Space models to include heterogeneity
In one of the earlier models, the researchers presented six age-stratified groups in a community with heterogeneous contact between the groups. This showed that the HIT could be reduced significantly to, for example, 43% with heterogeneous contact.
The current study first visualizes the use of unified non-pharmaceutical interventions (NPIs) like home protection and other measures throughout the course of the epidemic. They are trying to find a value for the minimum level of NPIs necessary to ensure that the first wave ends up achieving herd immunity, which will prevent a second wave.
The infected proportion of the population is then calculated as the disease-related HIT. According to this model, the HIT is ~ 47.5% compared to 77% for the classic model. This is reflected in the results of large-scale serological tests in New York City, which were hard hit by the pandemic. The antibody tests showed a prevalence of 27% that ranged from ~ 13% to ~ 52% in various locations.
A second estimate takes into account the possibility of cross-reactive T cells in about 35% of the population, accelerating recovery by one day and reducing mortality by 10% over the non-immune population. This reduces the disease-related HIT estimate to ~ 34%.
The researchers point out the importance of such calculations: “Even a modest heterogeneity in terms of infectivity and duration of disease progression affects the extent of disease-related herd immunity.”
Targeted inoculation of super-spreaders
The simplified homogeneous mixture model, which also gives the same infectivity for all persons in a population, has led to many public health strategies that address all persons in a population equally. On the contrary, the authors say, better models are needed that take into account differences in a number of areas, including susceptibility, commingling, and infectivity.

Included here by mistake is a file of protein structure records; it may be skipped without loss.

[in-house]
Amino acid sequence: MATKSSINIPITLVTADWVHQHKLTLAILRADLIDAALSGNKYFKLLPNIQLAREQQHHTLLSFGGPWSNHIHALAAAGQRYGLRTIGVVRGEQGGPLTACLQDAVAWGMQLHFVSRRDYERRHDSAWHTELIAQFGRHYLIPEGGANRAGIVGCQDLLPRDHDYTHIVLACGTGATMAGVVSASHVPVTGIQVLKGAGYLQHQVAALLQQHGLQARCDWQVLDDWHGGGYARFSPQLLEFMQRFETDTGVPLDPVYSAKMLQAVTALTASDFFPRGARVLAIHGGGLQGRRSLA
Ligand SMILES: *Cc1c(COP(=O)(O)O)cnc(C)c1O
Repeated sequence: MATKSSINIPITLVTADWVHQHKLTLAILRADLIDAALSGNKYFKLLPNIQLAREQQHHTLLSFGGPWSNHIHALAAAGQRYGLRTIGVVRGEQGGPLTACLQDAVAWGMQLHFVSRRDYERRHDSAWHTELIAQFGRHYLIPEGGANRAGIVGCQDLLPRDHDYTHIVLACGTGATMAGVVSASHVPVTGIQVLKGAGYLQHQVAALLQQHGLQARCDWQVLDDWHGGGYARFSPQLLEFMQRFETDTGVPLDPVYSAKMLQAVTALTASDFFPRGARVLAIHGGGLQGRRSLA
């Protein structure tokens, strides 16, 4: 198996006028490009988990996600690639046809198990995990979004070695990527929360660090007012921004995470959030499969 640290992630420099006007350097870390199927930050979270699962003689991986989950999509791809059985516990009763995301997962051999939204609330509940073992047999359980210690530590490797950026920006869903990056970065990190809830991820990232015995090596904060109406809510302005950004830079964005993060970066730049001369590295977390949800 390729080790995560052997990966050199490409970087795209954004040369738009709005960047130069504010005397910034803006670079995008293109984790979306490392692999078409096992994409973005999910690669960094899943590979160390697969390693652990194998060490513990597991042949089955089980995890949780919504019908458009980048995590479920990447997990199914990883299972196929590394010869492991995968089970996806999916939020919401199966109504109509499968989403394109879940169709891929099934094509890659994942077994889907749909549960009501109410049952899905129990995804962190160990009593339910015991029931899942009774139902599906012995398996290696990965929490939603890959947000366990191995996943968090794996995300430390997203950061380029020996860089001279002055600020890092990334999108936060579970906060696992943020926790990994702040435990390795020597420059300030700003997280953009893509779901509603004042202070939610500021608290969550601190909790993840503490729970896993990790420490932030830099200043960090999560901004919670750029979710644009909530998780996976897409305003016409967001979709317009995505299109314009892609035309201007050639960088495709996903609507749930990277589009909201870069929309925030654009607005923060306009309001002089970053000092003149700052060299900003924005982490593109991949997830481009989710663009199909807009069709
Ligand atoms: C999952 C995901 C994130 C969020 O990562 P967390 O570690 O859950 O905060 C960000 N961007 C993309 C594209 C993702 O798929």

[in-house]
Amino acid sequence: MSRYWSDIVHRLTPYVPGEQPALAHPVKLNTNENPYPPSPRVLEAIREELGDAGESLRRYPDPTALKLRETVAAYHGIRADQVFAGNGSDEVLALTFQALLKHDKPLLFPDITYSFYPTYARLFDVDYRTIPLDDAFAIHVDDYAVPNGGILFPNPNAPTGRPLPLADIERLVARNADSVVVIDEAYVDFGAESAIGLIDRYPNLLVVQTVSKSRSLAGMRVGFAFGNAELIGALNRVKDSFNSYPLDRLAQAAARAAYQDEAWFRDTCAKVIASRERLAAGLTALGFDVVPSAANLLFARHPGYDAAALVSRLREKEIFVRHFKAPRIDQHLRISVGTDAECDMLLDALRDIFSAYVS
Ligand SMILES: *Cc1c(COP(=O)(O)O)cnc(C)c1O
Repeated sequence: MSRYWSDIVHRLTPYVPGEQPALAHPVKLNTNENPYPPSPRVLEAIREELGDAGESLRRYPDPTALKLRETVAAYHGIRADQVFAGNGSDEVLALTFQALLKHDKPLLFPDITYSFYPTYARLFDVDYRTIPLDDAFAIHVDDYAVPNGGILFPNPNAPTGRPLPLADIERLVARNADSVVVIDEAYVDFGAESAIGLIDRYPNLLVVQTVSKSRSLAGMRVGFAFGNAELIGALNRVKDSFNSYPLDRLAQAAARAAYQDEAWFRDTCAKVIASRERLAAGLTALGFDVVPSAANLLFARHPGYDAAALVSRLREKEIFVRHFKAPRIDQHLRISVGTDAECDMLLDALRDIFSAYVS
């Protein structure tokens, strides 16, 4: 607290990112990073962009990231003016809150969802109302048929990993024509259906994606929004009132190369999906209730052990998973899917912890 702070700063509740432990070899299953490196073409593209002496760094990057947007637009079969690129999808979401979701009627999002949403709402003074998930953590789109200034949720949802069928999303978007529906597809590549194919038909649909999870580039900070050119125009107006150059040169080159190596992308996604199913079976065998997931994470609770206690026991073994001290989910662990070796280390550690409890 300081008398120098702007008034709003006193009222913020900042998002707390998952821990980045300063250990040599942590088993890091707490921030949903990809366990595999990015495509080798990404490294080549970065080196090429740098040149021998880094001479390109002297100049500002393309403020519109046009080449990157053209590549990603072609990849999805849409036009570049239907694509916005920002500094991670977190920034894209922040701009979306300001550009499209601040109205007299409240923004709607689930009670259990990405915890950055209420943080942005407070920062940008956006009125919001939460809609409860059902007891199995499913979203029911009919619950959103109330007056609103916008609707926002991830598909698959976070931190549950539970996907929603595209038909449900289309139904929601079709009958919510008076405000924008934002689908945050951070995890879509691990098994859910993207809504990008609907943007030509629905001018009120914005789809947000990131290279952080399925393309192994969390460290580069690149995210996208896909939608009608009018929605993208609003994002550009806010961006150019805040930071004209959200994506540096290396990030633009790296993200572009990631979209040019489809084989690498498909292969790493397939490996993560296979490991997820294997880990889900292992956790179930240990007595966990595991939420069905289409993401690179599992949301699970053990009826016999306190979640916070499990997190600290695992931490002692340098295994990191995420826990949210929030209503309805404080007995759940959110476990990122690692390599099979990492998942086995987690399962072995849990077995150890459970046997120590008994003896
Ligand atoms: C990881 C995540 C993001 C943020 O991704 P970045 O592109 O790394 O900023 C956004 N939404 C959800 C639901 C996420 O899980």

According to the authors, the key to preventing a second wave is to immunize highly connected or vulnerable or infectious people in any location, as they are central to the further transmission of disease.
Many seroprevalence studies continue to predict that the achievement of herd immunity is not yet in sight due to the low prevalence and the very different range depending on the location. The current model suggests that this is actually what is expected of a population. Of course, the antibody test itself is limited by a lack of sensitivity in the early convalescence phase, variable test quality, a rapid decrease in the antibody titer and increased antibody titer with the severity of the disease.
In Manaus, Brazil, where the pandemic has taken a heavy toll, both hospital stays and deaths from COVID-19 have fallen sharply, although seroprevalence has never risen above 20%. This could mean that low levels of antibody in some areas are compatible with herd immunity.
Other researchers support the view that heterogeneity in contact networks and in degree of transmission enables a much lower HIT than previously assumed. Shielding strongly connected nodes after loosening such restrictions can lead to an increase in infections, with the second wave being more significant than the first.
The investigators summarized: “We show that the proportion of the population infected to achieve herd immunity may be lower than normally assumed, which would have a significant impact on public health.”
Following the study, the level of herd immunity needs to be quantified and this knowledge translated into public health strategies targeting the most central foci of transmission in each region.
* Important NOTE
medRxiv publishes preliminary scientific reports that are not peer-reviewed and, therefore, should not be considered conclusive, guide clinical practice / health-related behavior, or treated as established information.